Vaughn Palmer: Transparency is excluded from the debate on World Cup costs

Opinion: Is FIFA making arbitrary, costly, last-minute demands when it’s too late for BC to back down? Say you’re not such a minister.

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VICTORIA – Prime Minister David Eby promised this week that the New Democrats will be as open and transparent as possible about the costs and commitments of hosting the World Cup.

“Absolutely,” as he told reporters during a news conference Monday.

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The BC United Opposition put that promise to the test the next day with cabinet member Lana Popham. Its Ministry of Tourism, Arts, Culture and Sports is responsible for the BC Place stadium, the venue chosen for seven Cup matches in 2026.

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But opposition MLA Trevor Halford mostly learned what Popham still doesn’t know or won’t say about the cost of BC’s commitments to FIFA, the Cup’s parent organization.

Popham confirmed during Tuesday’s debate on his ministry’s budget that BC is committed to a substantial renovation of the stadium.

Subject to FIFA specifications, BC Place will add elevators, VIP suites, more concession stands, restrooms, a third-floor hospitality space and a connecting walkway to the adjacent hotel and casino.

Other potential costs include a backup power supply and replacing the stadium’s artificial turf with grass that will be approved, planted and maintained to FIFA’s exacting standards.

Furthermore, as Popham admitted in his closing comments on the debate, FIFA may have more demands that BC is not yet aware of.

All this work must be completed before May 13, 2026, when FIFA takes exclusive control of BC Place, one month before the start of the tournament.

But just over two years in, there are many things Popham and his colleagues in the NDP government still haven’t resolved.

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“There is no construction schedule at this time,” Popham told the House.

PavCo, the provincial government’s Crown corporation that operates BC Place, is still trying to hire a construction manager for the renovation.

“One of the manager’s roles will be to create that construction schedule.”

While waiting for the manager to come on board, BC Place has started some preliminary work on the bathrooms, hospitality space and the like.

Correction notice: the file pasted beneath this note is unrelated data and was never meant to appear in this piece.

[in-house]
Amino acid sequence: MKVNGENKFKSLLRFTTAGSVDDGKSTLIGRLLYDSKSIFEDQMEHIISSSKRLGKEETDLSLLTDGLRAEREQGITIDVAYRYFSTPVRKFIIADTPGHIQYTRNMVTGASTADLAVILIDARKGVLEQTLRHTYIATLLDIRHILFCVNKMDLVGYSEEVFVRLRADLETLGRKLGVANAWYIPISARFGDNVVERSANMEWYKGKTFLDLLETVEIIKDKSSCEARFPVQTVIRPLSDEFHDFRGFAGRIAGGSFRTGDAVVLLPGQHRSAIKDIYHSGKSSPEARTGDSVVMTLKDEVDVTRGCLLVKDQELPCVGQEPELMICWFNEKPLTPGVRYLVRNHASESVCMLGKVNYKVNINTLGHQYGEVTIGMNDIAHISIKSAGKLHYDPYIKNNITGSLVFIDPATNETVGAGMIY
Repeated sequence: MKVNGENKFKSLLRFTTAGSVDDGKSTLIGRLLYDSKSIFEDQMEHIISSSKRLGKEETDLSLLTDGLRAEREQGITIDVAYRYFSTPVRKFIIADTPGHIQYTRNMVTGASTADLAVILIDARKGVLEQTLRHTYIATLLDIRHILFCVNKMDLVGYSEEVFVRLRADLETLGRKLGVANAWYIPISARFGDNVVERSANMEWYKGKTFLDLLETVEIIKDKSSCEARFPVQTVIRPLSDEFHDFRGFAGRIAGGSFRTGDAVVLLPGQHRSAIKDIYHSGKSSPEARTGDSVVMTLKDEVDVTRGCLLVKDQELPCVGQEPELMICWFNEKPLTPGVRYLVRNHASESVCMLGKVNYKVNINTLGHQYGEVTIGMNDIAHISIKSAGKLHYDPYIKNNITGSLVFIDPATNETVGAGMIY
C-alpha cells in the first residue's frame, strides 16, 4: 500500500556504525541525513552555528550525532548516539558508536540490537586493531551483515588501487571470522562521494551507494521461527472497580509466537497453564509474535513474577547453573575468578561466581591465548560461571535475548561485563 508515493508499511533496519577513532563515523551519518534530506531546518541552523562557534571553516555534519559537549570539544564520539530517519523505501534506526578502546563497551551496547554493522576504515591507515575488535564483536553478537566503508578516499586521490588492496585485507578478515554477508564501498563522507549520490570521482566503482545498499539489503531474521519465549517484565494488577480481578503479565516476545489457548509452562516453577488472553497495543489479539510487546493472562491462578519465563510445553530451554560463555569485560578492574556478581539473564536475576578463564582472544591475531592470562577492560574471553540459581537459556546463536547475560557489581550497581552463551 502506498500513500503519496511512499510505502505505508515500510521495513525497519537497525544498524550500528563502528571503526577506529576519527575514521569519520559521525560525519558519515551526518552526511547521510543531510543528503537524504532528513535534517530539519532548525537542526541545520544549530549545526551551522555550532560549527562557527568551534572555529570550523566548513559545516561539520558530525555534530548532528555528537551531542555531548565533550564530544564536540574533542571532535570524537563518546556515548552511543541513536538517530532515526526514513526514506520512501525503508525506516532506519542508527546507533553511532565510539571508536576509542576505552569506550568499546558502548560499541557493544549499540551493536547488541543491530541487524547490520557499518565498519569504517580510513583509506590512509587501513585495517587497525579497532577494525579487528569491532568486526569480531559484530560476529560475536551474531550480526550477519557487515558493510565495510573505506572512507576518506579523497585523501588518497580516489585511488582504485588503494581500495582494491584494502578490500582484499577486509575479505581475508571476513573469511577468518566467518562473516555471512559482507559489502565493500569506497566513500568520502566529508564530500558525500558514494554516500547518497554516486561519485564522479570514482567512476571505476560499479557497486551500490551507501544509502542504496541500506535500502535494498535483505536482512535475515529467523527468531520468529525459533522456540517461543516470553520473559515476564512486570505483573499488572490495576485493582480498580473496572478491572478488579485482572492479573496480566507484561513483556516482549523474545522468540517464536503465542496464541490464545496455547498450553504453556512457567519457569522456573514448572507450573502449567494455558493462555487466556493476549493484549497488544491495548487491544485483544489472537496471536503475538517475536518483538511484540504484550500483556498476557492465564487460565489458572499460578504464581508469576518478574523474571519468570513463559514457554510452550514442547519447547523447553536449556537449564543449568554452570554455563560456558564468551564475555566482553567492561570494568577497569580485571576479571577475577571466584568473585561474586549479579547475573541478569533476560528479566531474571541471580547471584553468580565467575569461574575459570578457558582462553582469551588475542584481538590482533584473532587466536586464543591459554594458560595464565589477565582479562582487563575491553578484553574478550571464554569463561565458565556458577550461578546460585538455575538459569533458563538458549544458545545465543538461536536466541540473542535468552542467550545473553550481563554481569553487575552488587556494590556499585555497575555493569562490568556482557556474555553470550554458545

“But there is no definitive timetable,” Popham said. “They’re just getting on with it.”

I’m getting to work. And without a definitive budget, according to the responsible minister. That will also depend on the construction manager yet to be hired.

The minister did clarify a point of confusion regarding the cost of hosting the Cup.

Early last year, the province announced a cost of $230 million for the city of Vancouver alone. It has sometimes been mistakenly assumed that the amount also includes provincial government costs.

Not so, Popham reminded the House. “None of that is a PavCo cost.”

Halford: “So the $230 million that people are talking about, that figure doesn’t include anything to do with the improvements at BC Place. Will all of those be additional costs?

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Popham: “That’s right.”

Did the minister have a rough estimate of those additional costs, which were not covered by last year’s $230 million estimate?

“PavCo’s overhead costs are being updated right now,” he responded.

Operating costs have increased because BC will host seven games, up from initial expectations of five.

“It is the construction manager’s role to refine capital cost estimates. “We’re going to wait for that.”

It would be the construction manager who, according to her, has not yet been hired.

You better know how to get started.

As the debate progressed, Popham began to play.

The province “had not signed any agreement with FIFA,” he told the House.
“The agreement was with PavCo.”

Halford: “Your ministry is responsible for PavCo. So if PavCo signs the agreement with FIFA, then the province signed an agreement with FIFA, right?”

Popham did not argue. He went on to state that neither his ministry nor PavCo were bound by any confidentiality agreement.

“There are no numbers that are withheld because of an NDA,” Popham said.

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However, the figures are kept confidential. While Seattle made its agreement with FIFA public last year, the Ministry of Tourism, BC Place and the City of Vancouver rejected multiple media requests for the bid book, hosting agreement and economic model for the event. .

For all that, Popham insists that full accountability to the public is imminent.

“The numbers will come very soon,” he promised the legislature. “In the next little while, when we can release some updated numbers, we will be confident that they are solid numbers for where we are.”

Then she ran away.

“But let me also make it clear that there are other things that will change the number. We still don’t know how much the federal contribution will be.”

Then there is the relentless scrutiny of FIFA.

“FIFA still has to make some visits to the site,” he revealed. “They may have other requirements. Your requirements may change.”

Does FIFA make arbitrary, costly, last-minute demands when it is too late for the BC to back down? Say you’re not such a minister.

Why would that be like the province giving FIFA “a blank check,” something the New Democrats said they would never do.

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